Roberts v. United States Jaycees
468 U.S. 609 (1984)
The Jaycees were a
pro-business organization geared toward young men. Women and old men
could only be associate members and couldn't vote or hold office.
Two Minnesota chapters of the
Jaycees bucked the system and began letting in women as full members. The
national organization revoked the chapters' licenses.
The chapters sued under a
Minnesota law prohibiting discrimination (Minnesota Human Rights Act). The national organization countersued,
claiming that the MHRA was
The national organization
claimed that they had a right of free association under the 1st Amendment,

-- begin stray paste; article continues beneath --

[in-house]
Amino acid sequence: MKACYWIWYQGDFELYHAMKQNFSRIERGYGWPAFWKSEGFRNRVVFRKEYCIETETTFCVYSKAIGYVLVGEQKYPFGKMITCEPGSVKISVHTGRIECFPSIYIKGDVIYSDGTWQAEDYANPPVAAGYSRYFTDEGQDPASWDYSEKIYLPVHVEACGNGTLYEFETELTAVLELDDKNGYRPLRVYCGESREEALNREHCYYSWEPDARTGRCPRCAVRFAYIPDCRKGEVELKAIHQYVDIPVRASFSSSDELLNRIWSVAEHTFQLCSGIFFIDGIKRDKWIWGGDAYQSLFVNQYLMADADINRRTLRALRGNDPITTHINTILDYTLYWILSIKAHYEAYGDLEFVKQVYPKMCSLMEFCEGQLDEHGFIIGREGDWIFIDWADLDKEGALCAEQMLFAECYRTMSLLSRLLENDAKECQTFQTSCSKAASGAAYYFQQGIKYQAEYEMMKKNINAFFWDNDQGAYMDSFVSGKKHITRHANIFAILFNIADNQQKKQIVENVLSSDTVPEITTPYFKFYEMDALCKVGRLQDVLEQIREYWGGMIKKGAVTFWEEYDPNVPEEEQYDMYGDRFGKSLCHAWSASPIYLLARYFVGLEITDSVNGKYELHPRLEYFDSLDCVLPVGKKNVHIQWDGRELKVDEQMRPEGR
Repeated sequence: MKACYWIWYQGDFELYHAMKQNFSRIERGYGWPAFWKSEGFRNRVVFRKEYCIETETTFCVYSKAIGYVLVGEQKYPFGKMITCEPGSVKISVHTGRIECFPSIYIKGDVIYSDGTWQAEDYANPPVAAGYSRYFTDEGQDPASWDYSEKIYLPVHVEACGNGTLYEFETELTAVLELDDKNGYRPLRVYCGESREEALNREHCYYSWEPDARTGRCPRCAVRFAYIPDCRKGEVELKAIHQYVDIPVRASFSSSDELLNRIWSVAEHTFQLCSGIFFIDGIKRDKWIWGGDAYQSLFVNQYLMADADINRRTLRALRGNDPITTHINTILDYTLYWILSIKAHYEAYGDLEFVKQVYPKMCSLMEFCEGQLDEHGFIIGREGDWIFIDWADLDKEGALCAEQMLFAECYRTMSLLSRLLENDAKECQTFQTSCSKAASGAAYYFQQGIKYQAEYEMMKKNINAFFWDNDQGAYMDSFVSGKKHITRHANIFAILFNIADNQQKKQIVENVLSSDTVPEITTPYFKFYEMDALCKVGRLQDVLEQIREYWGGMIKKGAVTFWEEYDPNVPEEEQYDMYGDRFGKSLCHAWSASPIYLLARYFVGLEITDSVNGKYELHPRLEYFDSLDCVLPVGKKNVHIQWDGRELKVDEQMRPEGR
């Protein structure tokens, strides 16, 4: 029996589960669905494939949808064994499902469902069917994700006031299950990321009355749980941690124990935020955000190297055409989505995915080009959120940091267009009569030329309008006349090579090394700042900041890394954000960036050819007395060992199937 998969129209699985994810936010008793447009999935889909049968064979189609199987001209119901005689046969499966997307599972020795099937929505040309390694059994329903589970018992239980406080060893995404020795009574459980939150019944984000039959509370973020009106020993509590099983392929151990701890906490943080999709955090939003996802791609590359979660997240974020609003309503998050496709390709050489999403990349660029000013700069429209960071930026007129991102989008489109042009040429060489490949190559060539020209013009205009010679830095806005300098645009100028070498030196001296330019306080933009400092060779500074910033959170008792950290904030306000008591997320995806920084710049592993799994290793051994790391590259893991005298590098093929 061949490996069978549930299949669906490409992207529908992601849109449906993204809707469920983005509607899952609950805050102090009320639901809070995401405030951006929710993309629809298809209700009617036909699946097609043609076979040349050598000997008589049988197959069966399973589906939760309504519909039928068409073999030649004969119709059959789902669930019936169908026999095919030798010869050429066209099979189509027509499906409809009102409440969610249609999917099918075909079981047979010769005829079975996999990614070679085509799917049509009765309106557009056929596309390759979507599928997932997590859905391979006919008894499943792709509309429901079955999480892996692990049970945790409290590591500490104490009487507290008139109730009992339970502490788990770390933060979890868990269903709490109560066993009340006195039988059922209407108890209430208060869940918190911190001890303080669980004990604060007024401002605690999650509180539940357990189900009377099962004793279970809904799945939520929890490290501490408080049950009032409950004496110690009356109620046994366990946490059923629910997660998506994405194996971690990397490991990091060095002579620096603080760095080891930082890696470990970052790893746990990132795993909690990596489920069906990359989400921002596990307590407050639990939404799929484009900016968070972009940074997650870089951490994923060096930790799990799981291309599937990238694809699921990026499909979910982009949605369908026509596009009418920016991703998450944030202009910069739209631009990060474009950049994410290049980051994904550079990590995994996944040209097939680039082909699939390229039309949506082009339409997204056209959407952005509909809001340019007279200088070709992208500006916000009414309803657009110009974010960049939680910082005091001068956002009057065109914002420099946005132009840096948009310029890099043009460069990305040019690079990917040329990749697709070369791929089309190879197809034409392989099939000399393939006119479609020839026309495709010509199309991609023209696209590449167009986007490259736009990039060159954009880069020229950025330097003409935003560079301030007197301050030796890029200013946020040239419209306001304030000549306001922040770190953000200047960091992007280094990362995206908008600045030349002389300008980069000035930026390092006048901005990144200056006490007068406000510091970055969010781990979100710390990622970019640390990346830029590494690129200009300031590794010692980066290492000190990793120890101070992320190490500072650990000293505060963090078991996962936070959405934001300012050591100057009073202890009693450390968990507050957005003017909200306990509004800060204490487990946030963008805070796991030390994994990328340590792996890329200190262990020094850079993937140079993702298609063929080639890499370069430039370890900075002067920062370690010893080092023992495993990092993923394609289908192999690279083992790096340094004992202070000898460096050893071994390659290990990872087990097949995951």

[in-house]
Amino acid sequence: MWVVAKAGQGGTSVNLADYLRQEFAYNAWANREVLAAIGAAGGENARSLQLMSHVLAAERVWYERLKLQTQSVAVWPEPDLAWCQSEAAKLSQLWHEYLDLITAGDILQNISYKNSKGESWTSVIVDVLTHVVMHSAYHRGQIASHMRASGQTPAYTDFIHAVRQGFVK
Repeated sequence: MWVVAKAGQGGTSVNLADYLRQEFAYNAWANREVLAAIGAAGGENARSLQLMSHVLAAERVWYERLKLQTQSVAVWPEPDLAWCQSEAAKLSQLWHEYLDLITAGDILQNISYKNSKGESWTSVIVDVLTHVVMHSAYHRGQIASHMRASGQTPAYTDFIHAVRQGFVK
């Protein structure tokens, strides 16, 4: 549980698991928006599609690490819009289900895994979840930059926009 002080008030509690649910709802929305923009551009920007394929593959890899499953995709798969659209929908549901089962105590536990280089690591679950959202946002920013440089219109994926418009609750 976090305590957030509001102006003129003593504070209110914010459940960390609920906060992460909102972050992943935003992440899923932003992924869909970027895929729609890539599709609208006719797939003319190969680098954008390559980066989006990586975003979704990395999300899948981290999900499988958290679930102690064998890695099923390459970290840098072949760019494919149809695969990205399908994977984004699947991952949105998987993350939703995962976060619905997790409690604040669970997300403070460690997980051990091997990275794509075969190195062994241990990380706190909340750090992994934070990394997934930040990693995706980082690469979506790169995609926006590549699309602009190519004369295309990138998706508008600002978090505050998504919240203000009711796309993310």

and Minnesota could not tell them who could or couldn't join their club.
The Appellate Court found the MHRA to be unconstitutional.
The Appellate Court found
that the MHRA was a violation of
the 1st Amendment's right to free association.
The US Supreme Court reversed.
The US Supreme Court applied
a balancing test between the 1st Amendment right of free association and
the compelling government interest
in prohibiting discrimination, and found that the government interest
outweighed the Jaycees' free association rights.
The Court found that letting
in women didn't impose any serious burden on the male members' rights.
Compare to Boy Scouts of
America v. Dale (530 U.S. 640
(2000)), which said that the Boy Scouts could keep
homosexuals out of their club.
The difference is that the Boy
Scouts advocated against homosexuality, and so the Court felt they should
be forced to accept someone who didn't share their beliefs. But in this
case, the Jaycees didn't advocate against women businessmen, so having
women members didn't go against their fundamental principles.